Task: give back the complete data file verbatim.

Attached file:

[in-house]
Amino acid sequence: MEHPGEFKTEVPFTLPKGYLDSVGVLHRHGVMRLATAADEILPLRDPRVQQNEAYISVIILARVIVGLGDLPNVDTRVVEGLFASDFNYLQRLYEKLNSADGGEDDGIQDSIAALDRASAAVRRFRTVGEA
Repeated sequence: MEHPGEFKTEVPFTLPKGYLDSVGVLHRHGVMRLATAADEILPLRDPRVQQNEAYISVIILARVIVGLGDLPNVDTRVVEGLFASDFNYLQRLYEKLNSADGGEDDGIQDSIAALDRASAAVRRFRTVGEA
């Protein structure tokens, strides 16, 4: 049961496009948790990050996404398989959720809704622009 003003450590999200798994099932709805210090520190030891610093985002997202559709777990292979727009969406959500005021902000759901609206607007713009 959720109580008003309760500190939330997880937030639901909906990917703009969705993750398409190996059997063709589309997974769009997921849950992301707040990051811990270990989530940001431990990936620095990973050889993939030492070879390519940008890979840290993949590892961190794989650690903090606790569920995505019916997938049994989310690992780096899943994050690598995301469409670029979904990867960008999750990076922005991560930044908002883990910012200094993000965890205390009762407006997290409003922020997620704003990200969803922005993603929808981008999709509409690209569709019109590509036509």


[in-house]
Amino acid sequence: MEHPGEFKTEVPFTLPKGYLDSVGVLHRHGVMRLATAADEILPLRDPRVQQNEAYISVIILARVIVGLGDLPNVDTRVVEGLFASDFNYLQRLYEKLNSADGGEDDGIQDSIAALDRASAAVRRFRTVGEA
Repeated sequence: MEHPGEFKTEVPFTLPKGYLDSVGVLHRHGVMRLATAADEILPLRDPRVQQNEAYISVIILARVIVGLGDLPNVDTRVVEGLFASDFNYLQRLYEKLNSADGGEDDGIQDSIAALDRASAAVRRFRTVGEA
């Protein structure tokens, strides 16, 4: 049961496009948790990050996404398989959720809704622009 003003450590999200798994099932709805210090520190030891610093985002997202559709777990292979727009969406959500005021902000759901609206607007713009 959720109580008003309760500190939330997880937030639901909906990917703009969705993750398409190996059997063709589309997974769009997921849950992301707040990051811990270990989530940001431990990936620095990973050889993939030492070879390519940008890979840290993949590892961190794989650690903090606790569920995505019916997938049994989310690992780096899943994050690598995301469409670029979904990867960008999750990076922005991560930044908002883990910012200094993000965890205390009762407006997290409003922020997620704003990200969803922005993603929808981008999709509409690209569709019109590509036509």